At one time I visited the Boda lock factory in Finland. A very large circular rotating table contained multiple stations. Empty stamped steel mortise lock cases were automatically loaded at the first station. As the table rotated, the lock cases moved from station to station as steel internal parts were inserted. Other stations wound and inserted springs as needed. With a steady kachunck-kachunk sound, finished mortise lock cases were automatically moved off the rotating table in a steady stream.
Memories of that automated machinery came back to me as I looked recently at a 100-year-old Corbin unit lock. Patent dates on the cover dated from 1905. Almost every operating part in the lock was made of cast brass. Each part intertwined with other parts in the lock with Swiss watch accuracy. There was no sign here of automated assembly. This lock had to be meticulously hand assembled. Instead of a bland stamped steel case, the lock featured a solid cast brass chassis and delicate ornamental designs on the knob and escutcheon plates.
The Corbin unit lock arrived on my desk in an unusual way. A Chicago locksmith had a customer who wanted the Corbin lock repaired back into working order. The locksmith contacted Locksmith Ledger and sent me a picture of the lock, inquiring whether parts were still available. This specific lock design has not been made in 70 years. But the challenge of bringing the lock back to life was enough to make me volunteer to do the job and the locksmith agreed.
Although no parts were missing, the lock unit was in sad shape (Photo 1). Fifty years of dirt covered all of the parts. Some time in the past, the lock was ‘converted’ to a deadbolt-only function when someone forced a sheet metal screw between the pullman latch and the chassis to prevent the latch from extending.
The first order of business was to remove all possible parts out of the chassis for cleaning (Photo 2). The bolt and pullman latch were retained by solid pins which were pressed into undersized holes for retaining. The ‘U’ shaped yoke had to be twisted and turned into just the right position for removal. Some engineer must have taken a long time to figure out just what size and shape the pieces had to be so they could be meshed together.
Not shown are four steel hub parts which slide onto the square driver shaft. The one remaining part in the chassis is the thumb turn actuator. It appears that the chassis was originally spread apart slightly to allow the actuator to be installed. It was easier to clean the part in place instead of exerting any undue force on the old chassis.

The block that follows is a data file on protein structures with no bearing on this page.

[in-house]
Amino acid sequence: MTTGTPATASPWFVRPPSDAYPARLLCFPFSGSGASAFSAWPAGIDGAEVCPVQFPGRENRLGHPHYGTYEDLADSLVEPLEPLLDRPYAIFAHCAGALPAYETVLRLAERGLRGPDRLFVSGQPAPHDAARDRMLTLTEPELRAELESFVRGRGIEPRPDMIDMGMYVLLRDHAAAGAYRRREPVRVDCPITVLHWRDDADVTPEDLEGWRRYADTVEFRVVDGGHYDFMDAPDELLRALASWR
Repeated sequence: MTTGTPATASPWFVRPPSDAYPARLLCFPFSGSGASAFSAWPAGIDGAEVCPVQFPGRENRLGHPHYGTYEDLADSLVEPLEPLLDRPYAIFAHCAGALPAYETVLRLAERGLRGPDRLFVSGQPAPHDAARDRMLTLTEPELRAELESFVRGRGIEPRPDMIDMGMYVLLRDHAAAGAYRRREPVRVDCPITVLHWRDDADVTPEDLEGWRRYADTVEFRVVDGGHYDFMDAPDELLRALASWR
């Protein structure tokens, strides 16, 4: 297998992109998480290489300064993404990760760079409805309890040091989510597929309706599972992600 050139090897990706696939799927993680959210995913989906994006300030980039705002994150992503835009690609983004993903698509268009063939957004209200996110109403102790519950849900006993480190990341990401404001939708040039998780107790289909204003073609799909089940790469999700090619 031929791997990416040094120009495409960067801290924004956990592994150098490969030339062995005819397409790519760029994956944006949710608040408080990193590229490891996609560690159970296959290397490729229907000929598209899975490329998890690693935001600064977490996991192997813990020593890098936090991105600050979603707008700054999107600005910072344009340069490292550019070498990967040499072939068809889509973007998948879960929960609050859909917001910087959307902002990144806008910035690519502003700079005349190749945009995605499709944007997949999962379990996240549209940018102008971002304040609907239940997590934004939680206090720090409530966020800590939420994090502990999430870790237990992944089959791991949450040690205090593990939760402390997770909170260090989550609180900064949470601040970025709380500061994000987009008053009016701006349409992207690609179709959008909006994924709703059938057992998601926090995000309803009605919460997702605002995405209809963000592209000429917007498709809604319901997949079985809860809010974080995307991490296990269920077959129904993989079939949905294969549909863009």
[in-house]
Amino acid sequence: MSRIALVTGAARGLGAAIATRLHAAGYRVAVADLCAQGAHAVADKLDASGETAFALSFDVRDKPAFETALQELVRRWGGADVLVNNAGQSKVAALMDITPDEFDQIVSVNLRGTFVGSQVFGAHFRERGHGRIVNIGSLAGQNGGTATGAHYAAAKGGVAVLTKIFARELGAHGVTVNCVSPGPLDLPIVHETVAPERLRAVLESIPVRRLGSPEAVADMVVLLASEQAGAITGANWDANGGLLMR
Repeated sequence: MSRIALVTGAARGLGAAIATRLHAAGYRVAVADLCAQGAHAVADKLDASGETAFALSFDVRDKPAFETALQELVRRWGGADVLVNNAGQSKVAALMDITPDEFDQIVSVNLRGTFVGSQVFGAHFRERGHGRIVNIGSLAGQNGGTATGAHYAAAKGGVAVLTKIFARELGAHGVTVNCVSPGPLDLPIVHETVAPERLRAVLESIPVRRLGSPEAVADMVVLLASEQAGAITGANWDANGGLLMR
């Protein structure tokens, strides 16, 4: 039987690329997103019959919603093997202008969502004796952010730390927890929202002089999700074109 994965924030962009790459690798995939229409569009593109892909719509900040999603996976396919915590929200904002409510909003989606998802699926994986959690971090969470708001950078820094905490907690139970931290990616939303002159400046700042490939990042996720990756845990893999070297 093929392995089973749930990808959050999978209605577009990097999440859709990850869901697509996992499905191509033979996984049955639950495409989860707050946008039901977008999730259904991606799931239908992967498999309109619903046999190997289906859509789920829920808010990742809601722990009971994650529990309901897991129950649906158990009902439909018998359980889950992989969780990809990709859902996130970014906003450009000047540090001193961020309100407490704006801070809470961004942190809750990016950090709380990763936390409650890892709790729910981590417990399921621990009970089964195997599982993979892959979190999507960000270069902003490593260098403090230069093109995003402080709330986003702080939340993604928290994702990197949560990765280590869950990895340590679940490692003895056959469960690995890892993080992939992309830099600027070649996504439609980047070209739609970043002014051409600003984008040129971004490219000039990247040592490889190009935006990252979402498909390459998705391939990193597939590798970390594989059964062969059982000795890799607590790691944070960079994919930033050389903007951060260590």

Before final assembly, the lock cylinder was removed from the outer knob and two keys were fit. The lock cylinder had an extra-large jumbo cylinder with two shearlines. This lock was being used in a residential setting, so no masterkeys were needed. Change keys were fit to the standard core only. The keyway was the Corbin X1-99-5 or EZ CO1 keyway. A C13 code card can be used to originate the keys.
The completed assembly shows the lock parts in the same condition as the day it was made (Photo 3). If you tackle a job such as this, take some digital photos during disassembly. This will save some anxious moments during re-assembly.
The hardest part of this job was to get the timing correct on the hub parts. I would have liked to watch the assemblers at the factory when they were doing that job. The easiest way I found was to use long tweezers and fit each of the four hub parts on the square shaft one at a time. This took three ‘remove and re-assemble’ sessions and a bit of frustration before the timing was correct.
A finished product is shown in Photo 4. One quarter turn on a collar in front of the inside knob locks or unlocks the outside knob. A full turn on the key will extend or retract the bolt unit. An additional quarter turn of the key retracts the latch if the outer knob is in a rigid, locked position.
Servicing the Weiser Aristocrat residential four-post knobset.
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